ANTIOXIDANTS: EAT THE RAINBOW
Ok, so I have a small confession here, some would say that I get a leeeetle bit over-excited about colour combos on my plate, to me it’s like unique art that I can eat, what’s not to get excited about? Especially the way the creams and juices swirl together as the fork combs the canvas, every mouthful leaves a different pattern… just me? Ok, back to the point of this article – introducing those celebrity heroes – Antioxidants. They are all the rage in the health world recently. And, justifiably so. Antioxidants help neutralize free radicals which cause cell damage, which ultimately can lead to diseases of the heart and cancers. It seems everywhere you go it’s blueberry this and pomegranate that. You have your choice of wild blueberry juice, blueberry-pomegranate juice, blueberry-cranberry juice, and on it goes.
Now, don’t get me wrong. I could merrily munch on blueberries all day. But, in our rush to embrace the latest antioxidant food craze (blueberries, cranberries, pomegranates) we’re ignoring some very high-antioxidant foods that might be gathering dust on our shelves.
“What?” You ask, “What could possibly be higher in antioxidants than my beloved wild blueberry?” Well, how about the humble small red bean? Yes, indeedy I’m talking about a “bean.” The small red bean actually has more antioxidants per serving size than the wild blueberry. And the red kidney bean and pinto bean have more antioxidants per serving size than a serving of cultivated blueberries.
OK, so have I sparked your interest in these underdogs…? Well let’s dig in… for starters, there are artichoke hearts, blackberries, prunes, pecans, spinach, kale, russet potatoes, and plums. And, yes, you read me right. Russet potatoes pack a real punch in the antioxidant department.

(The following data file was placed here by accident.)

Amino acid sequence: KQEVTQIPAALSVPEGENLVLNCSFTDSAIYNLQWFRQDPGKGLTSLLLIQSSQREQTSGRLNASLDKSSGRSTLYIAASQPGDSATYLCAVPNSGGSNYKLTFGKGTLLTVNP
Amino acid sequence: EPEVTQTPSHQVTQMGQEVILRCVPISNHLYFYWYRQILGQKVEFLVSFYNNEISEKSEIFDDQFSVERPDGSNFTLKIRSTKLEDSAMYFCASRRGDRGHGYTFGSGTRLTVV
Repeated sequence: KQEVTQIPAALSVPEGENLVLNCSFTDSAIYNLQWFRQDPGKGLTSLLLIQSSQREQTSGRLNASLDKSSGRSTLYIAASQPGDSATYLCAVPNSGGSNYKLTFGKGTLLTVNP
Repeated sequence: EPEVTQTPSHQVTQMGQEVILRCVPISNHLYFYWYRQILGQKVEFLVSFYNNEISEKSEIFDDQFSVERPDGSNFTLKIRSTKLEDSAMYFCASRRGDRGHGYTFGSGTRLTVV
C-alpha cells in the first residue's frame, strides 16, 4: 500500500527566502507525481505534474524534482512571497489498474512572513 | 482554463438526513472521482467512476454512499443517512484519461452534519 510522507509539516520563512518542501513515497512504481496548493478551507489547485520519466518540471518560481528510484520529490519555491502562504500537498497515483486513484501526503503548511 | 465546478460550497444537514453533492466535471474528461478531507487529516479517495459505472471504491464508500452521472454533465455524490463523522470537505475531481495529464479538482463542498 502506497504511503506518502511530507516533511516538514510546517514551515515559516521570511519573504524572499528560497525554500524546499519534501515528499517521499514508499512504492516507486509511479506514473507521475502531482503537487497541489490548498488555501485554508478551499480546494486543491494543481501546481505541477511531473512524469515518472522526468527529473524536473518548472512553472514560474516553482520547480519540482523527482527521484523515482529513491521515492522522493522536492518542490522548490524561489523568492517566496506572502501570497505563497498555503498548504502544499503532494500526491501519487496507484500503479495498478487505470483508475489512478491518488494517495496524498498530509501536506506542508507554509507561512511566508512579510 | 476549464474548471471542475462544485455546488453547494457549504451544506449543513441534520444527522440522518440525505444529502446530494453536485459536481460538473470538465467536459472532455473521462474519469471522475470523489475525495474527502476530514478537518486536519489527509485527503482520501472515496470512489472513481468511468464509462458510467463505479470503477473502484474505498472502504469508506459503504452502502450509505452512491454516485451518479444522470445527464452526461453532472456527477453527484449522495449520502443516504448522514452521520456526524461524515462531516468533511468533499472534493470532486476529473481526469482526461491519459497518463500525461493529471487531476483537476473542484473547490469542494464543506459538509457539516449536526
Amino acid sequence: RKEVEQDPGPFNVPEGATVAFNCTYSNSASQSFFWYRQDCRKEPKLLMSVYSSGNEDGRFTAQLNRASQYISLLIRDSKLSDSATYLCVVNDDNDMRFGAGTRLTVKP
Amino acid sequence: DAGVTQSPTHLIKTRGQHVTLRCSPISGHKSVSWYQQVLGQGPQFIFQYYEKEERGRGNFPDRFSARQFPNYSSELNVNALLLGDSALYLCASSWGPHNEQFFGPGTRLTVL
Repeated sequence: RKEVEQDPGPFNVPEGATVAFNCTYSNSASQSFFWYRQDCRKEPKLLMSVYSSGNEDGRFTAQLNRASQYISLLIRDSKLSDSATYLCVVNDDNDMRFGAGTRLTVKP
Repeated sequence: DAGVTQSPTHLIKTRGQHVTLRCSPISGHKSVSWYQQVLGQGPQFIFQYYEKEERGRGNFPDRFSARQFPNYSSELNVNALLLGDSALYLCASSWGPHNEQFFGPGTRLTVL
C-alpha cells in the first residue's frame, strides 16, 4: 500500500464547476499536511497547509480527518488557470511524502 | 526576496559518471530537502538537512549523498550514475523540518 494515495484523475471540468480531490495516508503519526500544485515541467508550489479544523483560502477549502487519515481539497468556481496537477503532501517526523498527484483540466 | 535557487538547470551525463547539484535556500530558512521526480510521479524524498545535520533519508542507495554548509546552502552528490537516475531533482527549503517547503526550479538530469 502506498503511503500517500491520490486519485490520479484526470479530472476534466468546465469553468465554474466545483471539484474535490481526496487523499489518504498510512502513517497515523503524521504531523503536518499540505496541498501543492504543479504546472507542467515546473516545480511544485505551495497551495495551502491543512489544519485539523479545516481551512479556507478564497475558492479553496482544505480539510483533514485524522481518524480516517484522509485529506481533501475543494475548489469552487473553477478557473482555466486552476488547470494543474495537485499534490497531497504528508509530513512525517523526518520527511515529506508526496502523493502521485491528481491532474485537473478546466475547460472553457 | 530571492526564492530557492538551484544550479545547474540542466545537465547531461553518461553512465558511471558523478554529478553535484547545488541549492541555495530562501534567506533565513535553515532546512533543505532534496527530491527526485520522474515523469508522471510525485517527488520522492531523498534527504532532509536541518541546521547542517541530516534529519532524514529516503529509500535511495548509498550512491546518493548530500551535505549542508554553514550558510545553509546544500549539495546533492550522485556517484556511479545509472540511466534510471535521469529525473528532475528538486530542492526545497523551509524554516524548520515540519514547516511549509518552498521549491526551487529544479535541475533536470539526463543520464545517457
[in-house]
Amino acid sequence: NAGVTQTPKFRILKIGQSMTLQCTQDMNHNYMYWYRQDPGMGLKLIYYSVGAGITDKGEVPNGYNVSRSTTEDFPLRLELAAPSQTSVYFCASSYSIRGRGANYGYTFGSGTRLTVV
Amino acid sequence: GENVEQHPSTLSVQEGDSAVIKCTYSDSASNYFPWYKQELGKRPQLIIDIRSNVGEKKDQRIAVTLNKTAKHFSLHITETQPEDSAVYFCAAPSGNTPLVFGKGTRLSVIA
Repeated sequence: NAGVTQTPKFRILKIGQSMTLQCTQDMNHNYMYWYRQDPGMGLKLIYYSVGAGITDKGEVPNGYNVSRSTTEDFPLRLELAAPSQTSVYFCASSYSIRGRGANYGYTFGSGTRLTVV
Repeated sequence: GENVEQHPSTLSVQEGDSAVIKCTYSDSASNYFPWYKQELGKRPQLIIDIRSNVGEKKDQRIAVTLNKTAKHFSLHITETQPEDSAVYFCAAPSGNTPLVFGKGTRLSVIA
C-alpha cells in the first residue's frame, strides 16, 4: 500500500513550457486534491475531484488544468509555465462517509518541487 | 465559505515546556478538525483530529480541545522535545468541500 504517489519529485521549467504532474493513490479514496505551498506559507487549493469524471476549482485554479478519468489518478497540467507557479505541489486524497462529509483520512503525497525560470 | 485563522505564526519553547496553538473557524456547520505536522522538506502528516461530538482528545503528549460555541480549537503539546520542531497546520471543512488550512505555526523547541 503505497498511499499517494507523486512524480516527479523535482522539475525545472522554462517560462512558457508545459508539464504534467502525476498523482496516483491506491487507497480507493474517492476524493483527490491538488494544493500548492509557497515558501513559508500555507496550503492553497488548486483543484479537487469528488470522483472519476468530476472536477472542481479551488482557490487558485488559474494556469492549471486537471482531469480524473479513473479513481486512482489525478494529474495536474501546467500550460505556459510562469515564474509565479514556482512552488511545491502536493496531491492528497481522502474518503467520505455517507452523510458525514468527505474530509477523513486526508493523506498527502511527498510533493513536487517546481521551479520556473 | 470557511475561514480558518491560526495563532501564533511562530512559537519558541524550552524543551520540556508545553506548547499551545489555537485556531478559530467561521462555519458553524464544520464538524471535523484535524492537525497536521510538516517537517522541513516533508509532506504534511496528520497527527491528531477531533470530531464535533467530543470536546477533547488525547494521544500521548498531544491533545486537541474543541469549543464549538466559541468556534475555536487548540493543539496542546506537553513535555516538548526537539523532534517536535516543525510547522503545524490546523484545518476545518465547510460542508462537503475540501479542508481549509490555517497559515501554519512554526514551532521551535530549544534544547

Here’s the thing, there are many accessible antioxidant-rich foods, it would be a crime to restrict yourself to any one source in particular. Why? Well, have you ever heard the expression, “eat the rainbow”? And no, I don’t mean a handful of colourful skittles. These colours that I hope fill your plates are members of different color “families” containing different types of antioxidants which have different benefits. For example, the yellow-orange color family of peaches and nectarines help our immune systems. The purple-red color family of foods (pomegranates, plums, berries) helps reduce inflammation. It’s important to eat foods from all color groups to reap the full benefits of a wide range of antioxidants.
The good news is that you can eat your fair share of healthy foods high in antioxidants the good old-fashioned way, raw, juiced, or cooked with love in your kitchen (ideally steamed – see article on this). There is no high price tag for the “flavor of the month” antioxidant juices being peddled in the supermarkets, you can get your daily dose at home, on a dime and without the extra sugars that often come with marketed juices.
So, how about we give your blueberries some company at the table? Invite some beans, spinach, potatoes and artichoke hearts to the party, these vegetables are a real gift to your body, they will provide much-celebrated cavalry for your immune system army too.